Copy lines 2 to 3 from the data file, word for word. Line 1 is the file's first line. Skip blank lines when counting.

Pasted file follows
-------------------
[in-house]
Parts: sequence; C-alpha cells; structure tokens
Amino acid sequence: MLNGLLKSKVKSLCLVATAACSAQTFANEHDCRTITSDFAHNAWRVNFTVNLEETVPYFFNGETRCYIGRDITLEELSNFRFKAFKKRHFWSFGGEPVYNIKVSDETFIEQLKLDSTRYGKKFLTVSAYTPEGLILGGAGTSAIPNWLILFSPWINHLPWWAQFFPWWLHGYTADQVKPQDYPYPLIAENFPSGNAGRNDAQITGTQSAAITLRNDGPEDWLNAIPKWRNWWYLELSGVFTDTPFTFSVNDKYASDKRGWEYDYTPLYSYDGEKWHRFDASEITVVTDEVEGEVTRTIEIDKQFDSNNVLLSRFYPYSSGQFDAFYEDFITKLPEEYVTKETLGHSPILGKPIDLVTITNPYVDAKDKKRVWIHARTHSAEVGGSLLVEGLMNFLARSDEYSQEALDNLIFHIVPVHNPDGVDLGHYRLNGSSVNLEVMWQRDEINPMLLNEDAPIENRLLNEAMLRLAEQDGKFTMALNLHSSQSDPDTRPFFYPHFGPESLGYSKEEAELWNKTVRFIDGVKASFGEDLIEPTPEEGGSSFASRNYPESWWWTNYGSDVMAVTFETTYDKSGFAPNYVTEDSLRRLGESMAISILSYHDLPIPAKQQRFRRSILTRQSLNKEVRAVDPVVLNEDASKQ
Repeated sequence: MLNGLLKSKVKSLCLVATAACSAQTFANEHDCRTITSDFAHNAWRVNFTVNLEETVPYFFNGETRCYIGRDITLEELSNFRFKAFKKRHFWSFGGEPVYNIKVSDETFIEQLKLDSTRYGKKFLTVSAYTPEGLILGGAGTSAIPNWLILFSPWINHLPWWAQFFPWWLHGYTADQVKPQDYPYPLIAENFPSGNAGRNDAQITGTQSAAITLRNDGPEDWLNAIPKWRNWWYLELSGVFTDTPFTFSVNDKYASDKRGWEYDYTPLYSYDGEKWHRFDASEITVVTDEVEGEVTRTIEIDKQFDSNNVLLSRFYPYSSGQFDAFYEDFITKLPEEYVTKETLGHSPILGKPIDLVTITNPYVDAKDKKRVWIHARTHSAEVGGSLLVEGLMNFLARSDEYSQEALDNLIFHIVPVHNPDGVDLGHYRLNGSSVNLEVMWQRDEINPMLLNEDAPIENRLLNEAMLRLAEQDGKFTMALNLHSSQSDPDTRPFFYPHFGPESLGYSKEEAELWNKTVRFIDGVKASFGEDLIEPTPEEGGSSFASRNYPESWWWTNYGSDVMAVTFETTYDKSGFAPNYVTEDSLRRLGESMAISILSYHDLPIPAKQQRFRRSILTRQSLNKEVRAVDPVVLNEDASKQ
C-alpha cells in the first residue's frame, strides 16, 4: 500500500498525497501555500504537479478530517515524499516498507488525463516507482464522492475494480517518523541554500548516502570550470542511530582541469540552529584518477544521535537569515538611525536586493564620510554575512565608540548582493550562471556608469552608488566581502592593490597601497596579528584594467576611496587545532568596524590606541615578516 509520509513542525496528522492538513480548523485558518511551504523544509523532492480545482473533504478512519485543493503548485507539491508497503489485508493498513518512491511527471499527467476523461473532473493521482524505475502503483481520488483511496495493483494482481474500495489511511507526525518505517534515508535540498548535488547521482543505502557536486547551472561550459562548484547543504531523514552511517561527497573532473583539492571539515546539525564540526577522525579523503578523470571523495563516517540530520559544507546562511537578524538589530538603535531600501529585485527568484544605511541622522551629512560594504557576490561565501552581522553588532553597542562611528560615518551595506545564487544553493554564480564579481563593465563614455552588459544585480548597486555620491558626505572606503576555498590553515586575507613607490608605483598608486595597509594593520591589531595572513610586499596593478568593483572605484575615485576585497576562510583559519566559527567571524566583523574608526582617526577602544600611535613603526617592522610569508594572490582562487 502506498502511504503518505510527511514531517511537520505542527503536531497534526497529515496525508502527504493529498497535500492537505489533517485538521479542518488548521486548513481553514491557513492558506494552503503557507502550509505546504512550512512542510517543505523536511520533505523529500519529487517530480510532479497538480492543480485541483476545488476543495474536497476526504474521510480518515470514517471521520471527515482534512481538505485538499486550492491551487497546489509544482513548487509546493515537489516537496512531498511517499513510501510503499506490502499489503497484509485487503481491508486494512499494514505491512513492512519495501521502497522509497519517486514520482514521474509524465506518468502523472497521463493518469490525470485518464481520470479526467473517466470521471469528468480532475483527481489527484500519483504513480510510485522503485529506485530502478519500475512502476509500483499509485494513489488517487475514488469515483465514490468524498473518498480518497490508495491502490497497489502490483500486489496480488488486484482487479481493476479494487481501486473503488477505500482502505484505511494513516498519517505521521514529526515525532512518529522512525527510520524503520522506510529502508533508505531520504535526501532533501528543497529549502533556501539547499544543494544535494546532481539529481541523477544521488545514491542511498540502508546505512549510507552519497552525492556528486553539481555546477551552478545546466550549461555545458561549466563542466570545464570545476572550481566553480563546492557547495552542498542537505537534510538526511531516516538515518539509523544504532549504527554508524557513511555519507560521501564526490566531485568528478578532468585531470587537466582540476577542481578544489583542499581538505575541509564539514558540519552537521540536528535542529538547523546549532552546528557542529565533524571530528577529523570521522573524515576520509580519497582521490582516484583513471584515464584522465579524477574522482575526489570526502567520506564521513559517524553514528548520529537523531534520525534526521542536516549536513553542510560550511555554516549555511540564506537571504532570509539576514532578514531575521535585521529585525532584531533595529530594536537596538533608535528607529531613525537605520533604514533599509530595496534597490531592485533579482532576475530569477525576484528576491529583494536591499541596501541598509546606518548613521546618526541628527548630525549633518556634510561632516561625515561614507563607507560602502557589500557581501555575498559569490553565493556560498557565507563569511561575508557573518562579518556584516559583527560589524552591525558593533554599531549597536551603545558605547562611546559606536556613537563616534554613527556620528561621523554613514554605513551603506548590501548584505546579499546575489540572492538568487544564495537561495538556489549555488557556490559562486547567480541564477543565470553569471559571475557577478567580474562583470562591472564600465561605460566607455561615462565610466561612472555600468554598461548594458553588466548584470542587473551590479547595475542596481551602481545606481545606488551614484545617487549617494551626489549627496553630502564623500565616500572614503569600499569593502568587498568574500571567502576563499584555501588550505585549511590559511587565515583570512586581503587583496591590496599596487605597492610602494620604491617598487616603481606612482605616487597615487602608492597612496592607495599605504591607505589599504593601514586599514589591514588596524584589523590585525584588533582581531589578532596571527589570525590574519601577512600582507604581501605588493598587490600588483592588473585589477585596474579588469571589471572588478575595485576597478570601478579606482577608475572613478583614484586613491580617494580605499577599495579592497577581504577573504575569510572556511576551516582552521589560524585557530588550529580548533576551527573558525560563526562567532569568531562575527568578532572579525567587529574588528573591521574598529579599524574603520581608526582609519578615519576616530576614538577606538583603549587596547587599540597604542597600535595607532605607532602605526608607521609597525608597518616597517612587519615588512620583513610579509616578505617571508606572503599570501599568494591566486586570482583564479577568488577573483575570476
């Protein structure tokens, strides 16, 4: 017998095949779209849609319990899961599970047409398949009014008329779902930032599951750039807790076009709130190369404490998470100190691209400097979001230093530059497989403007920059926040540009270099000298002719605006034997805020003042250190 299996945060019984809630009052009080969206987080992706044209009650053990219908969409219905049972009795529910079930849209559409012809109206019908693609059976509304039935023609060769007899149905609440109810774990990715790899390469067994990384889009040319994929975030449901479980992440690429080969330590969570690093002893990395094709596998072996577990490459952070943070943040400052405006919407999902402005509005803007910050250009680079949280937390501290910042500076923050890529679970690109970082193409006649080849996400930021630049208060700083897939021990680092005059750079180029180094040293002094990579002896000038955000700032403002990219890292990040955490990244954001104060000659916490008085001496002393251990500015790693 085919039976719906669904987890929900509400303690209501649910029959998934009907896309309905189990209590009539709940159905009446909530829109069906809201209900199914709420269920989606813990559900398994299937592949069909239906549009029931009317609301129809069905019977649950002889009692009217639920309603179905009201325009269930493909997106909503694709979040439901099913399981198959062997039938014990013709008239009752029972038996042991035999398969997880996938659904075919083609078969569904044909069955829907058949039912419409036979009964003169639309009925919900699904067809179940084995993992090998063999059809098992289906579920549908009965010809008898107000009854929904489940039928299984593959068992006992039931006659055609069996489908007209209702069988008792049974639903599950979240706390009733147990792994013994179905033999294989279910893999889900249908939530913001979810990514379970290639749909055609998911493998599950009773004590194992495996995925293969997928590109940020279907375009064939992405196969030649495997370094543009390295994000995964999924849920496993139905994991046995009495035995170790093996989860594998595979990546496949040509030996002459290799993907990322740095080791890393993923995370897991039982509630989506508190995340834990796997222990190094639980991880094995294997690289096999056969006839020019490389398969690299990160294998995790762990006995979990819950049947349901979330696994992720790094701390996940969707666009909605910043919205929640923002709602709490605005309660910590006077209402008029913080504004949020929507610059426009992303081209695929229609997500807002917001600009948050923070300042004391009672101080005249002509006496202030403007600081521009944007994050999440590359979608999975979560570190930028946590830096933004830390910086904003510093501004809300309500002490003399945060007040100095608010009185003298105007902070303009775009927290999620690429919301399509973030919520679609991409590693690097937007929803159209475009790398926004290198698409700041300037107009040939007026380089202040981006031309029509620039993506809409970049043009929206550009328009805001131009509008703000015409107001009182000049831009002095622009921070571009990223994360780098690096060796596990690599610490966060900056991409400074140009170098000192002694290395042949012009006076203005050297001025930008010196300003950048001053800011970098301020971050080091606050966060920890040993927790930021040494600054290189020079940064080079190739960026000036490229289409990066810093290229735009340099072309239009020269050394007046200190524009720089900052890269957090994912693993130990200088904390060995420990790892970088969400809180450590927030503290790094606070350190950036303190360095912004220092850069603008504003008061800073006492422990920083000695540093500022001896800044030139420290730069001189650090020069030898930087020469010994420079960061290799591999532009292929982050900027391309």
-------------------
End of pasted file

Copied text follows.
Parts: sequence; C-alpha cells; structure tokens
Amino acid sequence: MLNGLLKSKVKSLCLVATAACSAQTFANEHDCRTITSDFAHNAWRVNFTVNLEETVPYFFNGETRCYIGRDITLEELSNFRFKAFKKRHFWSFGGEPVYNIKVSDETFIEQLKLDSTRYGKKFLTVSAYTPEGLILGGAGTSAIPNWLILFSPWINHLPWWAQFFPWWLHGYTADQVKPQDYPYPLIAENFPSGNAGRNDAQITGTQSAAITLRNDGPEDWLNAIPKWRNWWYLELSGVFTDTPFTFSVNDKYASDKRGWEYDYTPLYSYDGEKWHRFDASEITVVTDEVEGEVTRTIEIDKQFDSNNVLLSRFYPYSSGQFDAFYEDFITKLPEEYVTKETLGHSPILGKPIDLVTITNPYVDAKDKKRVWIHARTHSAEVGGSLLVEGLMNFLARSDEYSQEALDNLIFHIVPVHNPDGVDLGHYRLNGSSVNLEVMWQRDEINPMLLNEDAPIENRLLNEAMLRLAEQDGKFTMALNLHSSQSDPDTRPFFYPHFGPESLGYSKEEAELWNKTVRFIDGVKASFGEDLIEPTPEEGGSSFASRNYPESWWWTNYGSDVMAVTFETTYDKSGFAPNYVTEDSLRRLGESMAISILSYHDLPIPAKQQRFRRSILTRQSLNKEVRAVDPVVLNEDASKQ